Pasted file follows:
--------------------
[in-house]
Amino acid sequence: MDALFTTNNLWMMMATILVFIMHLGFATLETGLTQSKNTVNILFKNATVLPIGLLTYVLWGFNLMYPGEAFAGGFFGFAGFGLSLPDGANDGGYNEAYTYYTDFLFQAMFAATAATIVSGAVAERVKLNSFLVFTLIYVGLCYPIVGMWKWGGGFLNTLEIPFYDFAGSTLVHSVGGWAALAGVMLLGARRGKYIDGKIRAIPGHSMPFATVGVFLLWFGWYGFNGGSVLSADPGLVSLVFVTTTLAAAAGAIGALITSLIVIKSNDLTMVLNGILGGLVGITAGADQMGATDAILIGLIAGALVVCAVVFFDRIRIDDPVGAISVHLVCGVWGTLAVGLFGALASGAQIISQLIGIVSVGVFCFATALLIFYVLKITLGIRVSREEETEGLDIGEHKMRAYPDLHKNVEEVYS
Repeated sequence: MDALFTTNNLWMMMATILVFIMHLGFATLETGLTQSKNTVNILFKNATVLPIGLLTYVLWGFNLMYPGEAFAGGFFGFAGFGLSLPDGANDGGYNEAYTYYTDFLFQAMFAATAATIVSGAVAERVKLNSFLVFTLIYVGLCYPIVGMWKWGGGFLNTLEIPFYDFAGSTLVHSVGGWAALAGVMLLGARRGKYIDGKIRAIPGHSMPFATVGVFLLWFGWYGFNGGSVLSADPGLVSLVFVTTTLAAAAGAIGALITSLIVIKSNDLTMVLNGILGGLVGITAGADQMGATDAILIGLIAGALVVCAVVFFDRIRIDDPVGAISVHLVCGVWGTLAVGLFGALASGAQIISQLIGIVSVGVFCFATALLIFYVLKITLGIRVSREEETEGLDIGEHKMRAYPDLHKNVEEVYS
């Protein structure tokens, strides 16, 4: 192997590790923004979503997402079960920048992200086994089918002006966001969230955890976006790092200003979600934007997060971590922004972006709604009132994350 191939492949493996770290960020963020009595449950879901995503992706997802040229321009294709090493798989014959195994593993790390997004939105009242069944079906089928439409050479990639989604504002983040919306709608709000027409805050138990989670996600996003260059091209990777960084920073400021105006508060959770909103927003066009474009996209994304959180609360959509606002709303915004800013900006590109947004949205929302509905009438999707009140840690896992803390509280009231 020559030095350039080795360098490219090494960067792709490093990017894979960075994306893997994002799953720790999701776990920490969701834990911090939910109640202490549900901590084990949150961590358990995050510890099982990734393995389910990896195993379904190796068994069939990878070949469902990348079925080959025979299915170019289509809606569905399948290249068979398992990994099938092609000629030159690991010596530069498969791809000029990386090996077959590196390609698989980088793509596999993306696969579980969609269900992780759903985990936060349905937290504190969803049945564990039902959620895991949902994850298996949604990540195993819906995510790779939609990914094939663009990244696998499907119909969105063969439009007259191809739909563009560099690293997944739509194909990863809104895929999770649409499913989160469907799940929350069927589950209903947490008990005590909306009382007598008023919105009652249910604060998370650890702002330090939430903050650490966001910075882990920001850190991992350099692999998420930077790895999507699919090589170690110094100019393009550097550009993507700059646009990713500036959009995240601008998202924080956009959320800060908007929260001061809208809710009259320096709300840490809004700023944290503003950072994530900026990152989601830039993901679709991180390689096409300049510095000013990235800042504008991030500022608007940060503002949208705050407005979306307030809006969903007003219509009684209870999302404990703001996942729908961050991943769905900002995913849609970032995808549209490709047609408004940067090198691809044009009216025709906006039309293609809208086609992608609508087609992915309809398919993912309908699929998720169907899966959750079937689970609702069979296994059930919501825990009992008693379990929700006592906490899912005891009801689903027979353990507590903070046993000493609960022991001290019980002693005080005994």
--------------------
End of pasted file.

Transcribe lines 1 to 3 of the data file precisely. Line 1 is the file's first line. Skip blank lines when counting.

[in-house]
Amino acid sequence: MDALFTTNNLWMMMATILVFIMHLGFATLETGLTQSKNTVNILFKNATVLPIGLLTYVLWGFNLMYPGEAFAGGFFGFAGFGLSLPDGANDGGYNEAYTYYTDFLFQAMFAATAATIVSGAVAERVKLNSFLVFTLIYVGLCYPIVGMWKWGGGFLNTLEIPFYDFAGSTLVHSVGGWAALAGVMLLGARRGKYIDGKIRAIPGHSMPFATVGVFLLWFGWYGFNGGSVLSADPGLVSLVFVTTTLAAAAGAIGALITSLIVIKSNDLTMVLNGILGGLVGITAGADQMGATDAILIGLIAGALVVCAVVFFDRIRIDDPVGAISVHLVCGVWGTLAVGLFGALASGAQIISQLIGIVSVGVFCFATALLIFYVLKITLGIRVSREEETEGLDIGEHKMRAYPDLHKNVEEVYS
Repeated sequence: MDALFTTNNLWMMMATILVFIMHLGFATLETGLTQSKNTVNILFKNATVLPIGLLTYVLWGFNLMYPGEAFAGGFFGFAGFGLSLPDGANDGGYNEAYTYYTDFLFQAMFAATAATIVSGAVAERVKLNSFLVFTLIYVGLCYPIVGMWKWGGGFLNTLEIPFYDFAGSTLVHSVGGWAALAGVMLLGARRGKYIDGKIRAIPGHSMPFATVGVFLLWFGWYGFNGGSVLSADPGLVSLVFVTTTLAAAAGAIGALITSLIVIKSNDLTMVLNGILGGLVGITAGADQMGATDAILIGLIAGALVVCAVVFFDRIRIDDPVGAISVHLVCGVWGTLAVGLFGALASGAQIISQLIGIVSVGVFCFATALLIFYVLKITLGIRVSREEETEGLDIGEHKMRAYPDLHKNVEEVYS